Leon: We headlined Octoberfest in New Jersey and at the Lower East Side Music Festival in New York City. We performed last month at Sony Hall in Times Square with Third World. We also gave a show at The Warehouse in Amityville, New York. You can go to our website to see what we are doing: Leonandthepeoples.net.
50BOLD: What artists have influenced you in your musical career?
Leon: Wow, probably a reggae artist named Beres Hammond. He produced my first single. I have been on several tours with him. He’s just a complete beast. If you know Beres Hammond, you love him. Ok, you need to go to a Beres Hammond show, and you’ll see. Tempted to Touch is one of Hammond’s songs.
50BOLD: Getting back to acting, what role were you most proud of playing?
Leon: Ummm, that’s interesting. A lot of people ask me what my favorite role is, but you asked me what role I am most proud of playing. I don’t know. Off the bat, I am most proud of playing the role of Derice Bannock, the captain and driver of Cool Runnings.
50BOLD: Why do you choose Derice?
Leon: Well, playing an Olympic athlete to represent your country to go to the Olympics was a proud moment. When I saw that movie, I thought to myself, OK, there you are, and it’s a great performance.
50BOLD: You had mentioned not working with top directors. Leon, you have an extensive resume and remarkable talent, so is it difficult to get certain roles? Why do you think you haven’t worked with those directors or have gotten roles in their projects?
Leon: Well, you just asked me who I wanted to work with, and I just said so many people. I haven’t worked with any of them, and that’s my point. I’m eager to work with all of them. I feel extremely young in this business because there are so many people I’ve yet to work with.
50BOLD: Got it. Leon, do you think the doors have opened a little wider for Black actors and actresses in Hollywood?
Leon: Without a doubt! We have come a long way. You can see it. Anybody over 40 years old can see it, and those of us who are older know the deal.
Just on quantity alone, there were four major TV networks when I was growing up. Now, you can work for NBC, ABC, CBS, Fox, Netflix, Amazon, and Hallmark. The fact that you can go on and on with the number of acting opportunities there are now for us is proof that there’s a big boost in diversity.
Are we there yet? Of course, not. I believe celebrating your progress is the best way to get someplace.
50BOLD: Yes, that makes sense. Leon, you are a heartthrob. You’ve oozed sexiness forever. And you get better with age. What is your diet and exercise regimen?
Leon: I’m just laughing at you. Trying to make a Black man blush over here.
Leon: As far as staying in shape and basically looking the same, I’m like, if ain’t broke, don’t fix it. I use the same cleanser, the same oil-free moisturizer, and that’s it. As far as working out, I always had a sport. I was a basketball player most of my life.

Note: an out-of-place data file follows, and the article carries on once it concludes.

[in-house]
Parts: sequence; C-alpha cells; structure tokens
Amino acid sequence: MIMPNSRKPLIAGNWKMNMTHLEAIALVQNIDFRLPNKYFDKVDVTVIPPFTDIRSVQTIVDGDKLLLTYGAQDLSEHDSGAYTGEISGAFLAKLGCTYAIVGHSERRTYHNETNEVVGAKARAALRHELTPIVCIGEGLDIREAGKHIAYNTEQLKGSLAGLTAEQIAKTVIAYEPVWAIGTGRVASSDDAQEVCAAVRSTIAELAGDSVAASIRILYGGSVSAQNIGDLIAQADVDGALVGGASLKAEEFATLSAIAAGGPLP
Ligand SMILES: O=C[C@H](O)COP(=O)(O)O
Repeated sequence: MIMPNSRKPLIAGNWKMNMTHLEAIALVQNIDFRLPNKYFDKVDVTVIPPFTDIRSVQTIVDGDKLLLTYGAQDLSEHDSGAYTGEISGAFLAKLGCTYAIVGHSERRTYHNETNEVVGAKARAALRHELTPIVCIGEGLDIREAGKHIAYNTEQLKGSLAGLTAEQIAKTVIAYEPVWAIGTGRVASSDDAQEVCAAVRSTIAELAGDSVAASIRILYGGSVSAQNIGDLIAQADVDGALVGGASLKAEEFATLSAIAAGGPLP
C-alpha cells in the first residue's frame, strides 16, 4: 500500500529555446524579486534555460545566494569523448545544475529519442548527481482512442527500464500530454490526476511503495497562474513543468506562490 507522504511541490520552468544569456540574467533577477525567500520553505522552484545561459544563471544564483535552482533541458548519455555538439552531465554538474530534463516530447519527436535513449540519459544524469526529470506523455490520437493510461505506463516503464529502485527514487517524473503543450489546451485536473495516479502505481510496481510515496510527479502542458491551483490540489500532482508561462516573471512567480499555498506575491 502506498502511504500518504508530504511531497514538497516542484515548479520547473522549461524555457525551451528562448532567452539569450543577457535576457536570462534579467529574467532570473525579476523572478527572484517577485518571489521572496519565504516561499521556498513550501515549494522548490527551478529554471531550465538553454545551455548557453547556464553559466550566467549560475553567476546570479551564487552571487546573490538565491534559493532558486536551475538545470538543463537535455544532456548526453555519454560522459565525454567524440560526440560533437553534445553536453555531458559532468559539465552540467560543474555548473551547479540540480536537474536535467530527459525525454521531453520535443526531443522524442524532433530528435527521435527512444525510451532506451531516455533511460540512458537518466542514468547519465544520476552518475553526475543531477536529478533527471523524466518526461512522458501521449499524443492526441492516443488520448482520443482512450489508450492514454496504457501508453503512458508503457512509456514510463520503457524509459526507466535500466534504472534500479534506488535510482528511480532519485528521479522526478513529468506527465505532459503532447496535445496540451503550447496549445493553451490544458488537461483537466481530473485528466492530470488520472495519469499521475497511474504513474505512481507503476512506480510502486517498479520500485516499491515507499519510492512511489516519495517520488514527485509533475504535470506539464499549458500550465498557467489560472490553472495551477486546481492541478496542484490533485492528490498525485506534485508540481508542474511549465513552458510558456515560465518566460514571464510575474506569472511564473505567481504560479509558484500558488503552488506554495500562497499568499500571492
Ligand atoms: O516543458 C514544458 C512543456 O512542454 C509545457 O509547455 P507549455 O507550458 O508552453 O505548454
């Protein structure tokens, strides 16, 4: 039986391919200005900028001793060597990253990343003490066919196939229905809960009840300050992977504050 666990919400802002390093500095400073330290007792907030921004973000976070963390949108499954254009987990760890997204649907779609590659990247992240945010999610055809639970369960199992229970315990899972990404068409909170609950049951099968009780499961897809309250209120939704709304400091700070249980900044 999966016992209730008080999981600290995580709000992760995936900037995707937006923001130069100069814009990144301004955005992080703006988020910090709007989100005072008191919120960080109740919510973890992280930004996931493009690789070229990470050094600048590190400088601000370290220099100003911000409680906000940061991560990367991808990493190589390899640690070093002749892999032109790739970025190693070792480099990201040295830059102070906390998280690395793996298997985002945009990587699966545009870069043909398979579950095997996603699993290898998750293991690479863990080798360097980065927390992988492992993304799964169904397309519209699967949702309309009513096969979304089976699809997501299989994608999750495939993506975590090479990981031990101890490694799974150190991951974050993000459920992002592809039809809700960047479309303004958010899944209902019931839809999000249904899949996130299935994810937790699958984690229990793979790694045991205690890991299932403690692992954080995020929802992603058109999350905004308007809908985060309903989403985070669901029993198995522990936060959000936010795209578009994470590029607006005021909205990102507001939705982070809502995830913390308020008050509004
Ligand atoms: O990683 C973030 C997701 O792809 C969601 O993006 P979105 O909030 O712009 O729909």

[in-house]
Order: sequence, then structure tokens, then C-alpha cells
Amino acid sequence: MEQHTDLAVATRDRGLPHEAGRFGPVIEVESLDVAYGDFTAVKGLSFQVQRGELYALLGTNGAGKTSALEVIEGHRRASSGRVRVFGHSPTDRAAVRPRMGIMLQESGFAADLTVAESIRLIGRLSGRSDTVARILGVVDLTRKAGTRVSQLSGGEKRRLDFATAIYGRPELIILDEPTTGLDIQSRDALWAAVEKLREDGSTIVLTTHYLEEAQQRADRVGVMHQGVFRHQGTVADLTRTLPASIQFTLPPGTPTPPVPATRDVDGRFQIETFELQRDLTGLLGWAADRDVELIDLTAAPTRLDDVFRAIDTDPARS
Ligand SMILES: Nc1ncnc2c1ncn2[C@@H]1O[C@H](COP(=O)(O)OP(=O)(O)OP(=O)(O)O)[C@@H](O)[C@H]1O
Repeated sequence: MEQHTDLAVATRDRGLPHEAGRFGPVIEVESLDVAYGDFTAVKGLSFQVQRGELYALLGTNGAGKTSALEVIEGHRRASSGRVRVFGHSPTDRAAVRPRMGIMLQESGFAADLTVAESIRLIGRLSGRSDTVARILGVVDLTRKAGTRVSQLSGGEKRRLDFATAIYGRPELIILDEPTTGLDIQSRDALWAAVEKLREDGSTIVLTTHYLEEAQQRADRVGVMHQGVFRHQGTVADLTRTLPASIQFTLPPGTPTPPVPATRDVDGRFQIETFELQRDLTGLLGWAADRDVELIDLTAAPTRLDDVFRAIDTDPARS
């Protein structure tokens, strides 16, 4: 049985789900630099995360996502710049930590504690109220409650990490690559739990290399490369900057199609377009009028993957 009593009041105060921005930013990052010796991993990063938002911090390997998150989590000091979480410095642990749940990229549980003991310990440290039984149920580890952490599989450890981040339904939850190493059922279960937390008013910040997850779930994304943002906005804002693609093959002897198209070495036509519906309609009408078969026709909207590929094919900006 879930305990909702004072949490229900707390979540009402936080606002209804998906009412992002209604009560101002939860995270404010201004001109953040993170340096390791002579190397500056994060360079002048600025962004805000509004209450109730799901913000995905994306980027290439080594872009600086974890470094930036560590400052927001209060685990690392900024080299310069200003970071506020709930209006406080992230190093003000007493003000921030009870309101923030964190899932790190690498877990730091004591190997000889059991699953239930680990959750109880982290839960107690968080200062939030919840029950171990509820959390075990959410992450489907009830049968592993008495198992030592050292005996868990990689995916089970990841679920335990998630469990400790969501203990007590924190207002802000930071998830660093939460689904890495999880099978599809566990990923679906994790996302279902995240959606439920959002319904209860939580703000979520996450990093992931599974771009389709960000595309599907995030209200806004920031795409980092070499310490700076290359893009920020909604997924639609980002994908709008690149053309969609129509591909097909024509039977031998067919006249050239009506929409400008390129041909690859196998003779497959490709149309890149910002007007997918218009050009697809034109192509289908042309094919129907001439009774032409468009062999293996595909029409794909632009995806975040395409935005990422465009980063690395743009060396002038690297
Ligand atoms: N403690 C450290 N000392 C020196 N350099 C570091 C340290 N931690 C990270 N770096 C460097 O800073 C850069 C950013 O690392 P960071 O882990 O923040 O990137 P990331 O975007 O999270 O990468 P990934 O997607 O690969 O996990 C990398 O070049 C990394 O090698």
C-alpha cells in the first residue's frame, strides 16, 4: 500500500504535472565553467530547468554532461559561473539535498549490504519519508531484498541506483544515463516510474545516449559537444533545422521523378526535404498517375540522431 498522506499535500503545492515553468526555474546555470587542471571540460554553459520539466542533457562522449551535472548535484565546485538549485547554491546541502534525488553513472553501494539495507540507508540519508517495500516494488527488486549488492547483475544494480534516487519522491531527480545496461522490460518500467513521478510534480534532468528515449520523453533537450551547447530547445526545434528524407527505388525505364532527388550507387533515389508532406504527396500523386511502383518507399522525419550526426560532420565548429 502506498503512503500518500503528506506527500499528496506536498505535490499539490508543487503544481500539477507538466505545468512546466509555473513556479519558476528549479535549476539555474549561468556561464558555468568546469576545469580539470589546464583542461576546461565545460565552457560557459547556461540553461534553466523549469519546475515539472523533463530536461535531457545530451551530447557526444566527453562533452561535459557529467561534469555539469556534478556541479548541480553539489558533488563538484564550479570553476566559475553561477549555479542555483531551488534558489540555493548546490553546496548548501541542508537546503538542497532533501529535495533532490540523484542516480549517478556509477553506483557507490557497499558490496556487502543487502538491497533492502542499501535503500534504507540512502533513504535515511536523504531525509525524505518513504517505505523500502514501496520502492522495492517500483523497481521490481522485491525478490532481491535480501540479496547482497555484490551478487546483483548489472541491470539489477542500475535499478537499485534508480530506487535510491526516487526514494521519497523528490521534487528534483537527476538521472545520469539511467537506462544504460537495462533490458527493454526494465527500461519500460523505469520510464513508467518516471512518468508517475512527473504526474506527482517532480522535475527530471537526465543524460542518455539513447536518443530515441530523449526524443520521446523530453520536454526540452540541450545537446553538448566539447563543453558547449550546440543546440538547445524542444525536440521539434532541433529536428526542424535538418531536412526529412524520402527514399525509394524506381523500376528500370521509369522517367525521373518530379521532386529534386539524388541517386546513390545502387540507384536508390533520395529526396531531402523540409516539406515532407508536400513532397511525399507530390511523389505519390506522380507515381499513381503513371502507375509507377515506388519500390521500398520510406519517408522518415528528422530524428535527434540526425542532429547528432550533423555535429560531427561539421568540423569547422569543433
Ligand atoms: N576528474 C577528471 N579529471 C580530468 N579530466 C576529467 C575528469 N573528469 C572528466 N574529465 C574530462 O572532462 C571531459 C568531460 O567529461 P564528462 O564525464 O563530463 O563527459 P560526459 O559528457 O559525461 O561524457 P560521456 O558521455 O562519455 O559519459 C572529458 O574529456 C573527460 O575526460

I switched over to tennis for the last decade and a half. Tennis is my sport, and this is what keeps me in shape. As well as, I also go to the gym though not religiously. That’s all.
50BOLD: What about your diet?
Leon: My diet is good. I eat relatively healthily. But I don’t deny myself anything. I eat clean too, so this is the reason I stay in shape. Everything in moderation is fine. Excessiveness is what is putting us in a bad place.
50BOLD: Leon, you basically keep your personal life private. How have you managed to do this? We’ve only learned through the Real Housewives of Atlanta that you have a daughter named Noelle. I also want to ask about your daughter because you seem to have a good relationship with her. What is your secret to good parenting?
Leon: There is no secret to good parenting because it is so subjective, depending on your child, their temperament, your temperament, and the things they are exposed to. There are so many things that can go astray. Every time they have a child, I think every parent is learning as they go. The key for me as far as parenting is the same key of life, common sense.
50BOLD: Yes, and a lot of people don’t have common sense.
Leon: Yes, I just don’t understand it. It’s free!
50BOLD: (laughs) That’s funny! How have you managed to keep your life so private? We can’t find much information about your personal life on the internet.
Leon: For one, I just don’t understand why my personal life should be anyone’s business. The problem is…let’s say you’re in a relationship with someone. The more people in your relationship, the greater the chance for it to sink.
50BOLD: That’s profound…continue.
Leon: Try to keep people out of your relationship; it should be between you and the other person. If things go astray, let it be because things did not work out between the two people and not because of anyone else.
50BOLD: Sometimes, when I see actors and know too much about their personal business, it is hard for me to focus on their work.
Leon: And not only that, sometimes you don’t even want to go see their movie because they’re in it.
50BOLD: (laughs) That’s true, too, I never looked at it like that.
Leon: Someone says, ‘Oh, let’s go see so-and-so.’ You’ll say, ‘Nah, I’m not feeling this actor.’ The actor could have given an Academy Award performance, but you know too much about what he did with his baby’s mama which can turn you off to his performance on the screen.
50BOLD: Exactly, good point. Now, I know you have a good relationship with Cynthia Bailey. You guys are good friends, right?
Leon: Cynthia is my family.
50BOLD: How do you feel about her getting a divorce?
Leon: How do I feel about her getting a divorce? Whatever makes her happy. Whatever puts her in a place where she feels good about herself, then that’s where she should be. I’m team, Cynthia.
50BOLD: I love it! Leon, what is your mantra or a motto that you live by?
Leon: Love and let live.
50BOLD: Your career has been so enviable; what’s left for you to do — you have your music and acting; is there anything left?
Leon: Well, I would hope for some more memorable performances. That’s really what I am in it for. I want to make movies, write/perform songs, or whatever lasts longer than me.
50BOLD: When you get to the Gates of Heaven, what is God going to say to you?
Leon: You did your thing!